Makeup artist and GlamCandy tutor, Paulina Siembor, changed the face of Vogue this year after being commissioned for a shoot celebrating the LGBTQIA+ community in Vogue Italia.
On Representation, Identity, And Change: How 20 Photographers Are Reckoning With LGBTQ+ History Month, was published in March and is the first of its kind to be published by the global fashion powerhouse – a hugely progressive move for both the LGBTQIA+ and fashion communities.
The concept for the shoot, dreamt up and photographed by Italian photographer Emanuele Centi, was heavily inspired by greek mythology, titled Studies for Portrait of Eurydice. Centi was enamoured by the myth of Orpheus and Eurydice, where Eurydice (the muse), decides to escape the “fatal gaze” of the artist (Orpheus) to follow their own path. This particular myth is interpreted by the photographer as a reflection of the concept of identity, equality and “finding ones own tuning”.
Paulina’s services were recommended to Centi after seeking out a range of Scottish models, and reached out to her via social media. Paulina was commissioned for the job in early 2020 and preparations were soon under way. She said, “I’m very proud to have had such an amazing opportunity and to get experience of such an unusual photoshoot style is brilliant.”
Working alongside Centi, photography assistant Fabio Scalici, hairstylist Michael Purvis and stylist Jack Shanks, Paulina spent a number of weeks planning her ideas for the shoot and communicating with the team via Zoom to curate an entirely genderless makeup look – in keeping with the genderless hair and fashion of the rest of the shoot. She said, “I found it quite challenging because Emanuele’s photography style is quite overexposed, so finding a look that would stand out in the photos was difficult.”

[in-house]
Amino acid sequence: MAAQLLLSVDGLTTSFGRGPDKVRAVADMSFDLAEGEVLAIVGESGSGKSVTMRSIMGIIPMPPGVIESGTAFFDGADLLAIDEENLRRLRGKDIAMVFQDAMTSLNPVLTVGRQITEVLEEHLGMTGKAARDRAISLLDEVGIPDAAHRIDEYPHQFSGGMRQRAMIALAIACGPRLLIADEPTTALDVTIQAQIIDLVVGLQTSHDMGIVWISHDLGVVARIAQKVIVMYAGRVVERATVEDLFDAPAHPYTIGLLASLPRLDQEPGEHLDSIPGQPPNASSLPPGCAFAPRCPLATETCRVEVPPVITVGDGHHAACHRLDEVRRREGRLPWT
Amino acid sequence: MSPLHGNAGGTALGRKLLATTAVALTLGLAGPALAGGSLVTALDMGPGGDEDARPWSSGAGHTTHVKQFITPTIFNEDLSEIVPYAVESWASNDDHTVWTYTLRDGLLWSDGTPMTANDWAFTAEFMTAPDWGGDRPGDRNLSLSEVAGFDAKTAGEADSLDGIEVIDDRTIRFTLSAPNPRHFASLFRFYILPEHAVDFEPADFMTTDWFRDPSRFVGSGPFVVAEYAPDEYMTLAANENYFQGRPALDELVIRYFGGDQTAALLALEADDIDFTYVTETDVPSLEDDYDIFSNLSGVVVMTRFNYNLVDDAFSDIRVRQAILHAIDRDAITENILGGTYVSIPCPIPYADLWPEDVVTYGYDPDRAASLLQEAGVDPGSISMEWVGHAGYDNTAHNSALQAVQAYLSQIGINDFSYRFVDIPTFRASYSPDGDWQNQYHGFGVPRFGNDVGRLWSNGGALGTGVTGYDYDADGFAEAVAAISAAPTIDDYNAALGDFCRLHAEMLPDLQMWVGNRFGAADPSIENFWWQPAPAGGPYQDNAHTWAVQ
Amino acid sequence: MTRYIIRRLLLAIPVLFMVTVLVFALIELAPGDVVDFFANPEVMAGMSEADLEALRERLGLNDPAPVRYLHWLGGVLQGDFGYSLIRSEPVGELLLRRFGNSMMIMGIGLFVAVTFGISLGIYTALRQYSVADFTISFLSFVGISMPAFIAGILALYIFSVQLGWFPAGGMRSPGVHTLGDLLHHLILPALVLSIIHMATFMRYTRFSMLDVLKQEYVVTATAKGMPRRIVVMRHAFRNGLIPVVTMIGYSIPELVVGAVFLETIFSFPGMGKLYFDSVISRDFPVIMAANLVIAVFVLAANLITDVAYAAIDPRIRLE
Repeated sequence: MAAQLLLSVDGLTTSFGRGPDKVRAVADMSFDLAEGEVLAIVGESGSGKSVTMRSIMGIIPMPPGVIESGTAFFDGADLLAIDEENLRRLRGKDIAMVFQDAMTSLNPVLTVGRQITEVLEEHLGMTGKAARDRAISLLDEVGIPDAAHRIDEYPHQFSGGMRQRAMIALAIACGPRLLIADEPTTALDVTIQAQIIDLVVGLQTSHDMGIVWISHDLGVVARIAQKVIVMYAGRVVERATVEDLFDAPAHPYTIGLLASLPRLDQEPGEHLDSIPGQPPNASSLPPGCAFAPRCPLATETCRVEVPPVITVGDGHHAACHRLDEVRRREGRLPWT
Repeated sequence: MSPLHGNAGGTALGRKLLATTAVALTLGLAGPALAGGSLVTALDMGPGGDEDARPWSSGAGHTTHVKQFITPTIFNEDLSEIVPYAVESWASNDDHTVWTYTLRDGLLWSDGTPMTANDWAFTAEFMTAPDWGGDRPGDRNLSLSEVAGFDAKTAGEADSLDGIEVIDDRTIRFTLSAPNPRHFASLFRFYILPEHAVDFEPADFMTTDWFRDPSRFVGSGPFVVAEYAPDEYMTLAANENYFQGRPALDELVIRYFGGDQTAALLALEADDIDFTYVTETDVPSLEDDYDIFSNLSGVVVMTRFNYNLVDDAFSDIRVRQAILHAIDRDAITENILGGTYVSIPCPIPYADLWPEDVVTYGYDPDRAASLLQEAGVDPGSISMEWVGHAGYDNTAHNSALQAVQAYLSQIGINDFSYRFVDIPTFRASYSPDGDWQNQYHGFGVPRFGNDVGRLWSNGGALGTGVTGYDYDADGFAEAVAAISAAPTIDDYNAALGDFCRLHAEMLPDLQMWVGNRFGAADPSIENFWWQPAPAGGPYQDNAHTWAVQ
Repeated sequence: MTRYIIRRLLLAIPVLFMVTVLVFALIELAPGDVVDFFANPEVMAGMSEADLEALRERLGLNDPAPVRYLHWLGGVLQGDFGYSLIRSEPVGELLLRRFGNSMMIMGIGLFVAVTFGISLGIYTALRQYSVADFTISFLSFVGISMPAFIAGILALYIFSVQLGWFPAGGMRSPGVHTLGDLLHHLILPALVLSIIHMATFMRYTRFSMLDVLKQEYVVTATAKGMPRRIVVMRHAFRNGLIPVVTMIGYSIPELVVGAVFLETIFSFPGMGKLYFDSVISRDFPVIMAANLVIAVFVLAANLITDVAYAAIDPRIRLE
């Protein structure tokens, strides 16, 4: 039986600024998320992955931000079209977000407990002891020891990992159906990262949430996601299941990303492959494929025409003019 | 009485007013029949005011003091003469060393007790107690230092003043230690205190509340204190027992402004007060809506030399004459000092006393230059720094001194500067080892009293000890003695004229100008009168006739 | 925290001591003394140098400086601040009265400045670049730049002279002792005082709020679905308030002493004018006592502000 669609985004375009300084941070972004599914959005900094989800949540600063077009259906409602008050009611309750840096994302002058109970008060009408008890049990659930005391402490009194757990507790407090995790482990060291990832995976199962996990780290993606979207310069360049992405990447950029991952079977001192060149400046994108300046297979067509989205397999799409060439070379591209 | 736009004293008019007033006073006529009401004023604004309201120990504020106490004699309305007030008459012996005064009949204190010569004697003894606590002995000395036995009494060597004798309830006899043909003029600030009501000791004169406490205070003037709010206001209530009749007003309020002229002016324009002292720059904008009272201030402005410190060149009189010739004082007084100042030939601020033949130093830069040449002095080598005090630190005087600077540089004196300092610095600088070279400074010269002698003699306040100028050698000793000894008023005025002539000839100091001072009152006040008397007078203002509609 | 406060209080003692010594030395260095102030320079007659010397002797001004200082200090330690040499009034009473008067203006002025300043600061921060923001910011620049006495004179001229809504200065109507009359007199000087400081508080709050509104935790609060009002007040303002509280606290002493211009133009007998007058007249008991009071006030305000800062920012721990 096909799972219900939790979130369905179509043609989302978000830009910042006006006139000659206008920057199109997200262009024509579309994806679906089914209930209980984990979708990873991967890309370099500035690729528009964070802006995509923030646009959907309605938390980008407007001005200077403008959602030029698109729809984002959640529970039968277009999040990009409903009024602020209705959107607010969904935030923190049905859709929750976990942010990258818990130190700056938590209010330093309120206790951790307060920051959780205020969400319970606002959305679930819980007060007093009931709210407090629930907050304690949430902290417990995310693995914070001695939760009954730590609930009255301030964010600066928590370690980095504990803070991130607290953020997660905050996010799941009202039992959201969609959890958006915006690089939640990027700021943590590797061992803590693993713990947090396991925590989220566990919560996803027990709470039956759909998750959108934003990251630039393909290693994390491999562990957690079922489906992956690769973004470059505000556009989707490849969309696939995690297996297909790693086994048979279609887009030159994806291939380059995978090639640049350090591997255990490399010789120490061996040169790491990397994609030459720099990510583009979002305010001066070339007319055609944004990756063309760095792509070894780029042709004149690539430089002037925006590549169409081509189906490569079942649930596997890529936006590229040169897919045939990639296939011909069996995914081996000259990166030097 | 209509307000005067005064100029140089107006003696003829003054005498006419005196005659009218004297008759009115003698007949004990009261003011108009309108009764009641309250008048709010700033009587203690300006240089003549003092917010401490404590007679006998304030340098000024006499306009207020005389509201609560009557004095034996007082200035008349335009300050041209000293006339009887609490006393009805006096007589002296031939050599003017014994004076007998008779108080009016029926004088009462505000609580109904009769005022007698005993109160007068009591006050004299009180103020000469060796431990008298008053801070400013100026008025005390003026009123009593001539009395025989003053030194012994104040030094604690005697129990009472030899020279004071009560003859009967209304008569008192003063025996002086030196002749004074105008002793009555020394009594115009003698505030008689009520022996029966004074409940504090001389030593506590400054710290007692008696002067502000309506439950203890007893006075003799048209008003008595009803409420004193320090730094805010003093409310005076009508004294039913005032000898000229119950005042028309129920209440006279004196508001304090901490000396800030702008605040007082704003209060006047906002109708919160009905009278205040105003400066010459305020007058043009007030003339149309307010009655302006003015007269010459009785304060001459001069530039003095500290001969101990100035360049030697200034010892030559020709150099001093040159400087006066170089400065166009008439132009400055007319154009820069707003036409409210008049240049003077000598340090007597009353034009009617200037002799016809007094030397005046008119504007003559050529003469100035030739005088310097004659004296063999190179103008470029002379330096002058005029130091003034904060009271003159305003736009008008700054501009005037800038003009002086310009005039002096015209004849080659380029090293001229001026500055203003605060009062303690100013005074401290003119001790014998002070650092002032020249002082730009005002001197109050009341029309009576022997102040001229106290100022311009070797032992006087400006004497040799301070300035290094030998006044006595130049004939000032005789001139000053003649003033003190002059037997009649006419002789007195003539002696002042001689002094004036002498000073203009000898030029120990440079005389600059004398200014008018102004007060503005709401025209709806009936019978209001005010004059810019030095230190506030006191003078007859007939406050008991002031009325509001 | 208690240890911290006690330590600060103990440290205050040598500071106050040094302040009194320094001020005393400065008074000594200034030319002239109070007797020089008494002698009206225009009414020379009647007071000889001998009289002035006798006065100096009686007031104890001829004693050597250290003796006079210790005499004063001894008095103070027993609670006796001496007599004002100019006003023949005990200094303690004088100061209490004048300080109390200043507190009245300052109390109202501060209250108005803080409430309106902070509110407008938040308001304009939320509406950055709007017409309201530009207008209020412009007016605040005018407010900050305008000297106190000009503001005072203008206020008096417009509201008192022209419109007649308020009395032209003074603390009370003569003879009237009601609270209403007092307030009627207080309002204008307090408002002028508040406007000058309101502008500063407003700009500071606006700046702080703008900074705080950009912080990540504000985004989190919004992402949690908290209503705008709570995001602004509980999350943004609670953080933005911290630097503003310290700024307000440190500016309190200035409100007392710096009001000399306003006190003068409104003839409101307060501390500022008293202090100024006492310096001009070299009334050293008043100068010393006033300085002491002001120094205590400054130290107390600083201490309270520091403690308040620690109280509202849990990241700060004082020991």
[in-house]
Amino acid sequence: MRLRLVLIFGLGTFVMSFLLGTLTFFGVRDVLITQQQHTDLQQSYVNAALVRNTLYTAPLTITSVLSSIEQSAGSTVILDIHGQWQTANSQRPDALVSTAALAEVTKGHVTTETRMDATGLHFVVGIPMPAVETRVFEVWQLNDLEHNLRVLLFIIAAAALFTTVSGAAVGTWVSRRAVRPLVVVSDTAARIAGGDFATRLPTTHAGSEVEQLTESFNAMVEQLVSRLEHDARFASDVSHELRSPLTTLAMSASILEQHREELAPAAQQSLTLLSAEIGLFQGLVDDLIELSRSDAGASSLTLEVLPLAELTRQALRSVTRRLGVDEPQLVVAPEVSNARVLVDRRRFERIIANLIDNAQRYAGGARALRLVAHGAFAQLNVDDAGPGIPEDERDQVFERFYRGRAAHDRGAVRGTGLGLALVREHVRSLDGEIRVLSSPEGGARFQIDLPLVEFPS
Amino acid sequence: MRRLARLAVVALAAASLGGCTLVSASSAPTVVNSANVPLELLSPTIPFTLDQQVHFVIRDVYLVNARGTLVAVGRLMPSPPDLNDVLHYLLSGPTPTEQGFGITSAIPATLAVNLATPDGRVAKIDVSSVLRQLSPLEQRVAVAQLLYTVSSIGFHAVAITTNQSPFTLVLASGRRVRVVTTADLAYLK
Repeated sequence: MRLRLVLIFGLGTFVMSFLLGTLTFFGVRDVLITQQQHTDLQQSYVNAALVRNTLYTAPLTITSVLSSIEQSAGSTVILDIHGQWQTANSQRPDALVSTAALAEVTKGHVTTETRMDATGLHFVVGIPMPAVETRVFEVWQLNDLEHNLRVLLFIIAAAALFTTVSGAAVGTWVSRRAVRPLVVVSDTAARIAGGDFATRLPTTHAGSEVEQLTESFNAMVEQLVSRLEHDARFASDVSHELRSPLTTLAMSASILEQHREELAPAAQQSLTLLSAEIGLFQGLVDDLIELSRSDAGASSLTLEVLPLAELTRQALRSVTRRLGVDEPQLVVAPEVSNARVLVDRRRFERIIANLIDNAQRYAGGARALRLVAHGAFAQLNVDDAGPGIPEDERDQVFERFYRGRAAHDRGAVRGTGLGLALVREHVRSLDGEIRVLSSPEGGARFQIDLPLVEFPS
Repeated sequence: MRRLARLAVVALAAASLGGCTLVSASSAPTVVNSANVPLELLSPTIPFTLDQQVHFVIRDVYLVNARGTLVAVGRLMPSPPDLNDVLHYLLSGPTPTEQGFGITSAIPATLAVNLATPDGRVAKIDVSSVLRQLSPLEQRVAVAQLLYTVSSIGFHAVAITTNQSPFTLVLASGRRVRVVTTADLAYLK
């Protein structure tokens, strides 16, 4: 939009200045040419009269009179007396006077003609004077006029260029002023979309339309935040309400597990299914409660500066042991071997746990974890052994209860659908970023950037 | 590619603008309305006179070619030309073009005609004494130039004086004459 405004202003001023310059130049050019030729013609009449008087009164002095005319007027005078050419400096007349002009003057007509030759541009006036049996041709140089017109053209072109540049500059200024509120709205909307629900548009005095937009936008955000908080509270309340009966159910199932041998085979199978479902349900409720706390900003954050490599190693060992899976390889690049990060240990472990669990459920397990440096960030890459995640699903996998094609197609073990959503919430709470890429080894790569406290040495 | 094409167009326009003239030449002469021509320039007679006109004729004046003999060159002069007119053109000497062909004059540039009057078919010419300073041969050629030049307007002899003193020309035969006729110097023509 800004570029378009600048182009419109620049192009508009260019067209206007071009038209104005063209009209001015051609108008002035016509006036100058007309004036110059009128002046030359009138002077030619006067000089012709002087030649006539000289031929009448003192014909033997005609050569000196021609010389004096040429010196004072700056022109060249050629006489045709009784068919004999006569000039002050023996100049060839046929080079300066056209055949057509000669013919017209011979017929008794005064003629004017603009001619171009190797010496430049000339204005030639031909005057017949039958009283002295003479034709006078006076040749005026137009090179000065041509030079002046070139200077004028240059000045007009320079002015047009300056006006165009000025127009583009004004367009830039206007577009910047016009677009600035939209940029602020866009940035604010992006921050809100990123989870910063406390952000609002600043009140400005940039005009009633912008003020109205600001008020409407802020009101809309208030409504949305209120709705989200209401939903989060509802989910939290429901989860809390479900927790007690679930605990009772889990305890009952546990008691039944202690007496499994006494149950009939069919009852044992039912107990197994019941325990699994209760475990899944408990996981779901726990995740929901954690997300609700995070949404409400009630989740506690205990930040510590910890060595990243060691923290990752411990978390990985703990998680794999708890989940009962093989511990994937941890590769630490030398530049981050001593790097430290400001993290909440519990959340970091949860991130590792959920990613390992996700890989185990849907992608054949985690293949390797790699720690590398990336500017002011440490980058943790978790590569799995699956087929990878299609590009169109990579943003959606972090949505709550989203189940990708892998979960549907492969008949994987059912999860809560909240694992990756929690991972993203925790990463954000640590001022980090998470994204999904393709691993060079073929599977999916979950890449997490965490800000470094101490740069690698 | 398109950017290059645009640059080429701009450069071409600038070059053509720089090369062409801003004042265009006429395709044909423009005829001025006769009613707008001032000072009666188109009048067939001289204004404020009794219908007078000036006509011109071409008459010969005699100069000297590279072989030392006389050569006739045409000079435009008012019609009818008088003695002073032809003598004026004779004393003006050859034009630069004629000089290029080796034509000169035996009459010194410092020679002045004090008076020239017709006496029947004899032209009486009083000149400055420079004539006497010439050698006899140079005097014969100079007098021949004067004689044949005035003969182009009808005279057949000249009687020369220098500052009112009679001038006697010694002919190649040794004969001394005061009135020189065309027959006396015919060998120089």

Experimenting with a range of colours, styles, and putting focus on different parts of the face using face charts, Paulina was able to conduct her own overexposure test and discovered that the eyebrows and lips were the standout features. She said, “It’s good that after 16 years as a makeup artist I know a bit about photography, because finding something that stood out in this photography style would have been much harder. It was a different experience to anything I’ve ever done before.”
After weeks of working with the team to design the perfect makeup style, Paulina opted for a brushed up eyebrow look using bold hair-strokes and poison lips in soft pinks and plums for each model. The genderless style of the shoot meant every model was to look the same, however ensuring the makeup, hair and fashion gelled together was a challenge Paulina was new to.
She said, “There is no room for mistakes on shoots like these, everything and everyone has to work together. Matching hair with makeup and clothes was challenging, and if something didn’t work – we’d have to reshoot all of those photos.
“I had to be much more disciplined than I ever have been on a shoot, I had to make sure everything was prepared, organised and have the team constantly checking the progress to make sure it was perfect.”
On the two day shoot, Paulina pulled in 12+ hour days, working tirelessly to perfectly execute the models looks. Not only was it a high-fashion editorial shoot – one of the biggest and most important jobs she has ever worked on, but it was imperative to her that she was able to follow the brief and showcase her best work.
She said, “It was all about teamwork, it wasn’t like other editorial shoots I’ve done in the past where I was left to it and the team waits for the final look. This time the team were so involved due to the overexposure of the photographs – so it had to look perfect.
“It was such a fast-paced shoot, I had to work closely with the stylist because there were so many different outfits but with the same makeup – so I had to be constantly on my toes to make sure the looks were consistent.”
Paulina was delighted to have been commissioned to work on a shoot celebrating the LGBTQIA+ community, especially for the very first pride article across all Vogue platforms. She said, “It was amazing to be part of a project where I can show that makeup is for everyone – no matter your gender identity.
“I’m so proud to be a part of breaking fashion boundaries and making an impact in the industry.”